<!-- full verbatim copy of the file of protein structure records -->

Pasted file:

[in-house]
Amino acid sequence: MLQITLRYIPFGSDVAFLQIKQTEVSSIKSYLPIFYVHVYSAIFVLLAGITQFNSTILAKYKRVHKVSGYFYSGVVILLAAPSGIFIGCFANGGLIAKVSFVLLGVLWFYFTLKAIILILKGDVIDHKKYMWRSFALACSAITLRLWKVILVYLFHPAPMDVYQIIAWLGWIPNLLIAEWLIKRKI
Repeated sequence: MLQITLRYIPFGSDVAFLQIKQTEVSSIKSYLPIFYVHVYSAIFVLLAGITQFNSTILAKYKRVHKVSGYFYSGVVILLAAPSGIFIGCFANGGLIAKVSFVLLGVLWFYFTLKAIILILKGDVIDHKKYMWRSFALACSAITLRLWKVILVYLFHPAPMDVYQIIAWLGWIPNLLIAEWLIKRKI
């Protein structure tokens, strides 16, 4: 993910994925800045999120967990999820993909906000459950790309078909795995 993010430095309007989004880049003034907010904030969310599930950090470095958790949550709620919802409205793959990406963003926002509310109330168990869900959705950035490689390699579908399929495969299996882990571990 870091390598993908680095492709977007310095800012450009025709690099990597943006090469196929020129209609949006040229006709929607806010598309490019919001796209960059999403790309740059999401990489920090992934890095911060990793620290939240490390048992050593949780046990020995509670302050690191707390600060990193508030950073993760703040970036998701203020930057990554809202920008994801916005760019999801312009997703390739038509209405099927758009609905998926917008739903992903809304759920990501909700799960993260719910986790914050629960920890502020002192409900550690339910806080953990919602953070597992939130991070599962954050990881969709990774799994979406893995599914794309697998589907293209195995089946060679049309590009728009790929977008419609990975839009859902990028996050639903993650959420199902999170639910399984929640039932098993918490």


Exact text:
[in-house]
Amino acid sequence: MLQITLRYIPFGSDVAFLQIKQTEVSSIKSYLPIFYVHVYSAIFVLLAGITQFNSTILAKYKRVHKVSGYFYSGVVILLAAPSGIFIGCFANGGLIAKVSFVLLGVLWFYFTLKAIILILKGDVIDHKKYMWRSFALACSAITLRLWKVILVYLFHPAPMDVYQIIAWLGWIPNLLIAEWLIKRKI
Repeated sequence: MLQITLRYIPFGSDVAFLQIKQTEVSSIKSYLPIFYVHVYSAIFVLLAGITQFNSTILAKYKRVHKVSGYFYSGVVILLAAPSGIFIGCFANGGLIAKVSFVLLGVLWFYFTLKAIILILKGDVIDHKKYMWRSFALACSAITLRLWKVILVYLFHPAPMDVYQIIAWLGWIPNLLIAEWLIKRKI
């Protein structure tokens, strides 16, 4: 993910994925800045999120967990999820993909906000459950790309078909795995 993010430095309007989004880049003034907010904030969310599930950090470095958790949550709620919802409205793959990406963003926002509310109330168990869900959705950035490689390699579908399929495969299996882990571990 870091390598993908680095492709977007310095800012450009025709690099990597943006090469196929020129209609949006040229006709929607806010598309490019919001796209960059999403790309740059999401990489920090992934890095911060990793620290939240490390048992050593949780046990020995509670302050690191707390600060990193508030950073993760703040970036998701203020930057990554809202920008994801916005760019999801312009997703390739038509209405099927758009609905998926917008739903992903809304759920990501909700799960993260719910986790914050629960920890502020002192409900550690339910806080953990919602953070597992939130991070599962954050990881969709990774799994979406893995599914794309697998589907293209195995089946060679049309590009728009790929977008419609990975839009859902990028996050639903993650959420199902999170639910399984929640039932098993918490």